To be taken seriously is a difficult thing--people see you as fat, skinny, with curly hair, with thin hair so that your scalp comes through, with an accent from "deep" in the South as if your very language was something vaginal, meaning to be hidden, behind layers of undergarments that you invariably clothe yourself when speaking to outsiders. You are a person whose aspirations, fears, humiliations, nostalgias, sentimental attachment to objects, scraps of paper, ticket stubs, old pictures with captions scribbled in blue ink on the back, and other bits of emotional marginalia are voided, unwarranted, moot, and perhaps meant to be ridiculed by others, especially the Other.
This of course has significance relating to ethnic literature. I choose not to use a messy orthography to capture the phonetic behavior of Cajun speech. I choose not to write about the nature of the French language in Louisiana. I choose not to marginalize myself any more than I do by breathing.
But beyond this, to be taken seriously is what all humans want from a relationship, any relationship. You don't want to be the fool, but more you want your feelings justified. The problem is that others are not willing to justify them for you--unless it means justifying their own private lives.
I recently had lunch with the major living poet of the Acadian canon, Herménégilde Chiasson. Generous in conversation and approachable, he suffered through my French for several hours as we discussed many things--poetics, aesthetics, art history, socio-cultural linguistics, Acadian and Cajun identity, etc. But the best part of meeting with him was the undeniable feeling I got that he was a human and that he recognized and catered to others as such.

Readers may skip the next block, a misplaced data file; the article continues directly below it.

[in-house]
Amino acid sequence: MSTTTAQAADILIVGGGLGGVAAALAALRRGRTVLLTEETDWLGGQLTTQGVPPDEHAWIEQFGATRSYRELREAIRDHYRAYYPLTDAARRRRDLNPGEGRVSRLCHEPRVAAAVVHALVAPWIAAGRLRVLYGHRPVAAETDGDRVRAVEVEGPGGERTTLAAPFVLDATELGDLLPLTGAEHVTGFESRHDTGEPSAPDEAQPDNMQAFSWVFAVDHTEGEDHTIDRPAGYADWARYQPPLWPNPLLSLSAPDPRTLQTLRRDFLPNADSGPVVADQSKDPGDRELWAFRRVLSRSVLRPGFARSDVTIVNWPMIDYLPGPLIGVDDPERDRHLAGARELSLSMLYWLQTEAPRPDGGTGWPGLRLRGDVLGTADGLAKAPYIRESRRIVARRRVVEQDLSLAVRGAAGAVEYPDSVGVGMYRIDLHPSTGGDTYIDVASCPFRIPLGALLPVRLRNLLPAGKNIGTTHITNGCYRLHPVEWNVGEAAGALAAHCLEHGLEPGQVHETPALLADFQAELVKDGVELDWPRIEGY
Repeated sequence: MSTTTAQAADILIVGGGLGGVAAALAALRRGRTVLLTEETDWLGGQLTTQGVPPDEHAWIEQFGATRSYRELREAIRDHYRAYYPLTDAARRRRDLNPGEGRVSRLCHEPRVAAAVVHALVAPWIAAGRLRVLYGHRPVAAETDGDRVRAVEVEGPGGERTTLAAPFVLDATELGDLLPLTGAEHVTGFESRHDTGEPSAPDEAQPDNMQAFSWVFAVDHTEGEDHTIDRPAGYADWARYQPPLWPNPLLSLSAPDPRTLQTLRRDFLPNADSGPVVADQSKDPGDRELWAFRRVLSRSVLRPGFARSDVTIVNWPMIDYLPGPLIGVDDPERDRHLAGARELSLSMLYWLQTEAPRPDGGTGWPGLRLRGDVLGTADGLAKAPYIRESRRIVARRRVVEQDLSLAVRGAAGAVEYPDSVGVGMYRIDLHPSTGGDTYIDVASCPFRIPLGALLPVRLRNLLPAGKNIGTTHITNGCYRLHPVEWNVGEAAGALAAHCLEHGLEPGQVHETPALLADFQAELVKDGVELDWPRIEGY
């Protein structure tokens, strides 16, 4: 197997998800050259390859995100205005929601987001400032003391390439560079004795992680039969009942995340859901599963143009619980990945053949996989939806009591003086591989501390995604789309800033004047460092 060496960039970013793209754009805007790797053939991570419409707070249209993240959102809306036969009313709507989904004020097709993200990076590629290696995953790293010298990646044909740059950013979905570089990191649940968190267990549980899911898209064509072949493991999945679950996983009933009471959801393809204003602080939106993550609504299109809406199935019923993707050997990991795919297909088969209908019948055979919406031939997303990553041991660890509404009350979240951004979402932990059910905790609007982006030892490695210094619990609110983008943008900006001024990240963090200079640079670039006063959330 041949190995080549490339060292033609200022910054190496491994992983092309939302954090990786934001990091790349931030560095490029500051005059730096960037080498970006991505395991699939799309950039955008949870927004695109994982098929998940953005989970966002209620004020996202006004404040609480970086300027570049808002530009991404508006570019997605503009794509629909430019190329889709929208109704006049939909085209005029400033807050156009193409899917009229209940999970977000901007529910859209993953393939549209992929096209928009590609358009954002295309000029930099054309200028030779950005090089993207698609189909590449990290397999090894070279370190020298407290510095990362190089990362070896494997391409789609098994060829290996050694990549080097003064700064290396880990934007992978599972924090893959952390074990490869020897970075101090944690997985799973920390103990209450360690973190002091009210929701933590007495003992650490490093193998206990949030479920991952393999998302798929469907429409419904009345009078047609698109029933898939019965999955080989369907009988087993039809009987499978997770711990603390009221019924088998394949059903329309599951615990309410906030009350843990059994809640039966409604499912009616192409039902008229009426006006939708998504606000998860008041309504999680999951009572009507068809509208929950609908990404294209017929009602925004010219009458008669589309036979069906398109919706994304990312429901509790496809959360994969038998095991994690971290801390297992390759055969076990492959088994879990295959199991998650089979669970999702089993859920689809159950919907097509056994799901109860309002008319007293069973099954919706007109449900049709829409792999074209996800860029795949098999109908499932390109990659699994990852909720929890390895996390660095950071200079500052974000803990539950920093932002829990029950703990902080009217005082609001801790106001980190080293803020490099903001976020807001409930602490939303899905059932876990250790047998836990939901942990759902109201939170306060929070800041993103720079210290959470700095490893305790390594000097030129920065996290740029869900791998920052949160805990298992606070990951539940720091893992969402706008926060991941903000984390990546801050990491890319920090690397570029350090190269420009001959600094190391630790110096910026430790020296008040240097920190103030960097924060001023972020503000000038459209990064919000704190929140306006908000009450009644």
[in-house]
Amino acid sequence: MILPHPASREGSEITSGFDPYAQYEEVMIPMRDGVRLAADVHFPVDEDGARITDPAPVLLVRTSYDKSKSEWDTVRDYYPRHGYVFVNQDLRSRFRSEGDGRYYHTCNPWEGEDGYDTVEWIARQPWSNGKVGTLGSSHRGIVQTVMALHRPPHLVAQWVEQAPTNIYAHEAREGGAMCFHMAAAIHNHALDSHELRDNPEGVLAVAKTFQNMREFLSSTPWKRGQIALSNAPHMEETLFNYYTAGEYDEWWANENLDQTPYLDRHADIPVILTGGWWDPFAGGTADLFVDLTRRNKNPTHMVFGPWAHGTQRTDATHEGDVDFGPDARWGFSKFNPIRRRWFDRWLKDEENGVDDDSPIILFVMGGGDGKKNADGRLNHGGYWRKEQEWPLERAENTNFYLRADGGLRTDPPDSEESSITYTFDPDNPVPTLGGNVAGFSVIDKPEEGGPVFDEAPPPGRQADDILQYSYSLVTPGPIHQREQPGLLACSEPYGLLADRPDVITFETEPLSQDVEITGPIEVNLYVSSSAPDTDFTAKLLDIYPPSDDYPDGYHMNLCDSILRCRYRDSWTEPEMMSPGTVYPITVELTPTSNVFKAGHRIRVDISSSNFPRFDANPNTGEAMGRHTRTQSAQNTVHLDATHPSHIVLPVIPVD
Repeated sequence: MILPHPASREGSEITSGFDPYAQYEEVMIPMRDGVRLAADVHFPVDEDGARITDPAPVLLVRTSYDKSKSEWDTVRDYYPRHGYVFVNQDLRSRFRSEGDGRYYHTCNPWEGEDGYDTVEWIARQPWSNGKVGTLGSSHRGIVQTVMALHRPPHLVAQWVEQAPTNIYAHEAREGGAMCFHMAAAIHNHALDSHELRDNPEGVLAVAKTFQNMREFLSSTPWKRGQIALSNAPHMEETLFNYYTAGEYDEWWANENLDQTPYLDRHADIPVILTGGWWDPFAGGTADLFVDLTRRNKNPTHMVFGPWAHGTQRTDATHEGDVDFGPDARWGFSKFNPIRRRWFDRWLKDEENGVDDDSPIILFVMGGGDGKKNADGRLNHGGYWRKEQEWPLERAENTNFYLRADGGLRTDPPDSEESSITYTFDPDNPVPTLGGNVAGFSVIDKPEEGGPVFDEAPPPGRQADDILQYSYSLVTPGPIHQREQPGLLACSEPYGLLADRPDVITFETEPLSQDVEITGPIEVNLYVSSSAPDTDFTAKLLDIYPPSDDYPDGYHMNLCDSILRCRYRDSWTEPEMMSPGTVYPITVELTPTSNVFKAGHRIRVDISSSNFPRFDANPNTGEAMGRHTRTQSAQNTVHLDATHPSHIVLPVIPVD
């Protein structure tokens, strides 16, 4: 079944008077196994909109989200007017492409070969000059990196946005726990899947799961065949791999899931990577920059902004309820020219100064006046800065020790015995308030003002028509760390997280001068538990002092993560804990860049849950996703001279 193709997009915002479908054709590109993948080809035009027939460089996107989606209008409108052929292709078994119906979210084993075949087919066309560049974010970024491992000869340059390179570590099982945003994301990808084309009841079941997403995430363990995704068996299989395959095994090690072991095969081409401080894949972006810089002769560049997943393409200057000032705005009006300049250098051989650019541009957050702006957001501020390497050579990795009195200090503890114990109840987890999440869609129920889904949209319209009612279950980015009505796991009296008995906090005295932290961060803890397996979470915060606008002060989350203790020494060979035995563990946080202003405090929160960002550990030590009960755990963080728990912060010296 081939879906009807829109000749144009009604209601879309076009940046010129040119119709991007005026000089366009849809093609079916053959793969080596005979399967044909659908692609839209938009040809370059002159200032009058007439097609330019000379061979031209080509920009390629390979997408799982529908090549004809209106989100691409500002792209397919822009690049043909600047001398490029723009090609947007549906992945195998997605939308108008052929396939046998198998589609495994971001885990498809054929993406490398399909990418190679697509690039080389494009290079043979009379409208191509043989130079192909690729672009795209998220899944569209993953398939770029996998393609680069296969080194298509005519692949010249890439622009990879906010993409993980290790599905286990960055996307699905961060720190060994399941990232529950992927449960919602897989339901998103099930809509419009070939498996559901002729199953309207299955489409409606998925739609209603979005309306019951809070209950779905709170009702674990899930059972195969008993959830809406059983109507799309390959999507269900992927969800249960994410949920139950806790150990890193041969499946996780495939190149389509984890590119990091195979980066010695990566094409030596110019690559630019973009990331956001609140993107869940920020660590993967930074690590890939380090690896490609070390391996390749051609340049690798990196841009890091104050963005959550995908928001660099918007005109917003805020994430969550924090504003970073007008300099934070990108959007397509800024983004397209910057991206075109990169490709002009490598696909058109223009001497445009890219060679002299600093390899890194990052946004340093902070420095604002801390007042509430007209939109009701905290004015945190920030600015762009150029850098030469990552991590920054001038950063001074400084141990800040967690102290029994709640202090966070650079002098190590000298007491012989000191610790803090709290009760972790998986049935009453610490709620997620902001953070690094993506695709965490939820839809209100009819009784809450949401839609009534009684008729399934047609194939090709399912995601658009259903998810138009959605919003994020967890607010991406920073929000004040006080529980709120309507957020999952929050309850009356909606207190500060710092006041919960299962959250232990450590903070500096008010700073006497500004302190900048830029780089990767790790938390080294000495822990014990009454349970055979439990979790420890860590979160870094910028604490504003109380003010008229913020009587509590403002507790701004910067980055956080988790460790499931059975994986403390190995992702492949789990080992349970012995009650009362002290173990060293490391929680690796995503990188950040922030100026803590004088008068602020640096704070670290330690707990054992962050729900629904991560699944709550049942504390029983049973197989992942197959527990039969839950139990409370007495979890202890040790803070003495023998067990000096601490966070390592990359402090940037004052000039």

This confirmed my suspicion from reading his most recent collection, Béatitudes, which following a rough formula of the beatitudes of Jesus, makes a litany of "those who.." (ceux qui...) and sometimes follows the result and sometimes doesn't, which is always into beatification. Although this beatification is not necessarily the one of spiritual salvation (although it can be read that way), and in a few occasions the text uses a critical tone against organized faith and traditional concepts of heaven. The salvation that can be culled is the salvation of being human, of knowing that everyone has little fears, anxieties, hopes, joys, and ritual actions that seem meaningless, trite, etc to others but define the borders of life. I wish I had the work in front of me, but I jetted it off to Linda as soon as I finished it.
This is the success of contemporary phenomena like Post Secret, reality television, and blogs. People want to see the glimmers of the human they can relate to, hold sacred, feel connected. This is too the success of literature, of music, of art, of poetry. To take humans seriously.